When one verb is followed by another, the second verb can either be an Infinitive or an –ing form. Some verbs can be followed by only an infinitive , others by only an –ing form and some by both but with a change in meaning. To know which structure to use, you can consult a good dictionary but here are some common examples.
Verb + infinitive
I want to speak to the manager.
She’s learning to ride a horse.
He offered to help us wash up.
‘Want’, ’learn’ and ‘offer’ are followed by to + infinitive
‘Want’, ’learn’ 和 ‘offer’后面跟to+ 不定式
Other verbs in this group include: afford, agree, ask, choose, decide, expect, hope, prepare, promise, pretend,refuse, would like.
其他动词包括afford, agree, ask, choose, decide, expect, hope, prepare, promise, pretend,refuse, would like。
Verb + ‘ing’ form
I enjoy travelling.
He admitted stealing the necklace.
I don’t mind waiting if you’re busy.
‘enjoy’ ‘admit’ and ‘mind’ are followed by the ‘ing’ form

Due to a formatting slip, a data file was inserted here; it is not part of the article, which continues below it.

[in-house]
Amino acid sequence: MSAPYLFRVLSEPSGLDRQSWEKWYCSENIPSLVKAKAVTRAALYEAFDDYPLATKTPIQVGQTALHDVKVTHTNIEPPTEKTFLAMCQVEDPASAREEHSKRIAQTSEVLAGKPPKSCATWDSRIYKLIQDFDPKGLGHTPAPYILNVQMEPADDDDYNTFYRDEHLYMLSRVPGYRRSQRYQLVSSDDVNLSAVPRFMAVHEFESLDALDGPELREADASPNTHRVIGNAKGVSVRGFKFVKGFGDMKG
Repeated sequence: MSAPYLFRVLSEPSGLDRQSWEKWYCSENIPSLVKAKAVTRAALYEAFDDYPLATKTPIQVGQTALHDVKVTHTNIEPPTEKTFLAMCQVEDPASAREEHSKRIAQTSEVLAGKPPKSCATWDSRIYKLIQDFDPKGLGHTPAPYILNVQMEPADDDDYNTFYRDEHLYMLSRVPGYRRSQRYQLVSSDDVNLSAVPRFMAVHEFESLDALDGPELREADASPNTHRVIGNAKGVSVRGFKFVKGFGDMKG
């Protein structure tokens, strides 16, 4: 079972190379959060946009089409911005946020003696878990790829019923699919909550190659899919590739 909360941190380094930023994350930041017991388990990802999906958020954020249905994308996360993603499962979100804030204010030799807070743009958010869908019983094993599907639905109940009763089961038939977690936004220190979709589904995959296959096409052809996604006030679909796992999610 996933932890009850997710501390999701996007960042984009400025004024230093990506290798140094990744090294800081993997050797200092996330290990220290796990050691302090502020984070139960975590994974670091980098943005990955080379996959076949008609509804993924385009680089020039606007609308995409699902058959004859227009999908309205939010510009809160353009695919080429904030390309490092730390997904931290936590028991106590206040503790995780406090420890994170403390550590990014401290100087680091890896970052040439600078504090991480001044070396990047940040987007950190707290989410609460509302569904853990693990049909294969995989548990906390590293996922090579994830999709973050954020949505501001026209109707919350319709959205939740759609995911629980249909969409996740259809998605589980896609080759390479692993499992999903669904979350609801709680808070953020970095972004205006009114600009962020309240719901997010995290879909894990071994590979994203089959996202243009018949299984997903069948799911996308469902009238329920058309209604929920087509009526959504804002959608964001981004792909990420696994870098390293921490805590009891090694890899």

Other verbs in this group include: avoid, consider, dislike, feel like, finish, give up, can’t help, practise,‘ing’ suggest.
其他动词包括：avoid, consider, dislike, feel like, finish, give up, can’t help, practise。
Verb + infinitive or ‘ing’ form with no change in meaning
A few verbs can be followed by either an infinitive or the ‘ing’ form and the meaning does not change.
I started to work here in 1994.
I started working here in 1994.
The meaning of these two sentences is the same.
There aren’t many verbs that can take an infinitive or an ‘ing’ form with no change in meaning. ‘Begin’ and ‘continue’ are two more examples.
这样的单词不多，‘Begin’ and ‘continue’ 是另外两个例子。
There is also a group of verbs that can be followed by an infinitive or an ‘ing’ form with a change in meaning. These verbs will be covered in another section.